Major Uses

Bromides are anticonvulsants prescribed to control epilepsy in dogs and sometimes cats. The drug can be prescribed as the primary source of treatment or in combination with other seizure drugs, such as phenobarbital, to obtain seizure control. Bromide depresses and stabilizes the excited neurons in the brain which will result in reduced seizures.

Common Precautions

The most common side effect with the use of bromides is sedation. It can last up to three weeks, but most dogs become tolerant of the drowsiness after this time period. Vomiting and nausea can also be seen, but if the medication is given with food out of elevated food bowls then these effects are typically reduced. Lack of appetite, excessive urination, and excessive thirst may also be side effects for dogs. Because cats are susceptible to the adverse effects, bromide is typically the veterinarian's last choice of drug for seizure control. It should be used with extreme caution in cats, and some say not at all. Cats can develop lower respiratory conditions, so the pet's veterinarian should be contacted immediately if the cat is coughing and/or has difficulty breathing.

Bromides should be used with caution in older animals with other diseases, dogs with a history of pancreatitis, lactating and pregnant animals, and those with kidney problems. Bromides are removed by the kidneys, so it is best they are healthy before the drug is prescribed. Possible drug interactions can occur, so the pet's veterinarian should be aware of other medications the pet takes, as well as food and treats that are given. Chloride content of the pet's diet should be controlled, since too low or too high of chloride levels can be toxic.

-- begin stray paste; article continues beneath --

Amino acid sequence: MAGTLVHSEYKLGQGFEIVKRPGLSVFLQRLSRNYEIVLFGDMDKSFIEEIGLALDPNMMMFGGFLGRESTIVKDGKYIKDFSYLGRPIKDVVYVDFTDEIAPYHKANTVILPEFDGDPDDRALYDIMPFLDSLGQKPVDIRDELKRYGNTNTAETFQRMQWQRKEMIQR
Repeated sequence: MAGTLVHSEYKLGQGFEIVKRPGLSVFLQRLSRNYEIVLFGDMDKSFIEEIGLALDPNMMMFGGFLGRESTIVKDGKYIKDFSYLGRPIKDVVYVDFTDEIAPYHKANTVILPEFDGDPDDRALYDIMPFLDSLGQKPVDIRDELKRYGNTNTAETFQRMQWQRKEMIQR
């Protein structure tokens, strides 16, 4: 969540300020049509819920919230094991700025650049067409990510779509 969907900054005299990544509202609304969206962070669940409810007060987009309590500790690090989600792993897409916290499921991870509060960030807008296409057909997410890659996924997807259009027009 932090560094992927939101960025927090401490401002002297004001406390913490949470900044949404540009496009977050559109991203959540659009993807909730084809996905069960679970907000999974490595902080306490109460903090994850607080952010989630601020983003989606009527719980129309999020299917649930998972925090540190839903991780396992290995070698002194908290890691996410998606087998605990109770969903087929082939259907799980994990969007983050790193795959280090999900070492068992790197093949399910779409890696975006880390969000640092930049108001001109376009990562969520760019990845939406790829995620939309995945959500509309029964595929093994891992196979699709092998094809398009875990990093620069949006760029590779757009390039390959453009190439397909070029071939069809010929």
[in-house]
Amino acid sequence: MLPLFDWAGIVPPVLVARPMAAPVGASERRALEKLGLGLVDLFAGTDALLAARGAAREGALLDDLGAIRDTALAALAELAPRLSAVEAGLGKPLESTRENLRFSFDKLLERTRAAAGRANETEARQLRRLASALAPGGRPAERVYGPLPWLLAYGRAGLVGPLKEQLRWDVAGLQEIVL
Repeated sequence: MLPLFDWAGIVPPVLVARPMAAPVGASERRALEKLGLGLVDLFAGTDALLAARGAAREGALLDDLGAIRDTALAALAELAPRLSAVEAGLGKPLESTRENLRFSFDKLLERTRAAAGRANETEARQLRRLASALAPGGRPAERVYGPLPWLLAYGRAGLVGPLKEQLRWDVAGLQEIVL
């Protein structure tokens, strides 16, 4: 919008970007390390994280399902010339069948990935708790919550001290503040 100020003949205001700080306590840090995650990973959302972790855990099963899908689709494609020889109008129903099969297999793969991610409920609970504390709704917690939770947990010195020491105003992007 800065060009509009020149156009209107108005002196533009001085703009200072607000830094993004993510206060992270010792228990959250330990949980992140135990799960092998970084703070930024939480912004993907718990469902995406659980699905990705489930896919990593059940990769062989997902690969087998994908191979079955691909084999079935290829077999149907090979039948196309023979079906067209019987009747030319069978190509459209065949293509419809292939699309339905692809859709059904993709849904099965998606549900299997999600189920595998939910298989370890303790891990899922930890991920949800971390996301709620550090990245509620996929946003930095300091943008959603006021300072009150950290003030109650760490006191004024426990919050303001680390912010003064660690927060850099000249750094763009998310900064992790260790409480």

Bromides should not be administered to animals with a known allergy or hypersensitivity to the drug. Signs of an overdose or toxicity may include central nervous system depression, ataxia (uncoordinated movements), tremors, weakness, and hind limb stiffness. If any of these symptoms are present, the pet's veterinarian, or emergency care, should be sought immediately.


Bromides should be stored in tight containers that are light resistant, childproof, and at room temperature.


Bromides are supplied in capsule, chewable, or liquid form. The typical dose for dogs is 15-20 mg/lb (30-40 mg/kg) by mouth every 24 hours. Some veterinarian's may prescribe a "loading dose" when bromide is first started. This is when a much higher dose is administered to get the drug into the animal's bloodstream at a faster pace. Extreme care should be taken so doses are not missed; as seizures will most likely occur. If a dose is missed it should be given as soon as possible, unless it is almost time for the next dose. Two doses should not be administered at once, so the missed dose can be skipped and the regular dosing schedule should be followed. The prescribing veterinarian should be contacted if there are any questions. Doses may vary in different species, when the drug is given by a different route or concurrently with other medications, and with regards to a patient's age, breed, and health status. A veterinarian's dosing instructions and/or those printed on the medication label should be followed closely.

This information is for general reference only and should not be used for the diagnosis or treatment of any condition of your pet. It's intended as a general reference, this information may not include all possible uses, precautions, directions, reactions (including allergic), drug interactions, or withdrawal times. Always consult your local veterinarian and have your pet examined for any advice concerning the diagnosis and treatment of your pet, including which products and doses are most appropriate. Any trademarks are the property of their respective owners. VetDepot is not a pharmacy. All prescription products are dispensed by our Pharmacy Partner. Article last updated 2/2014.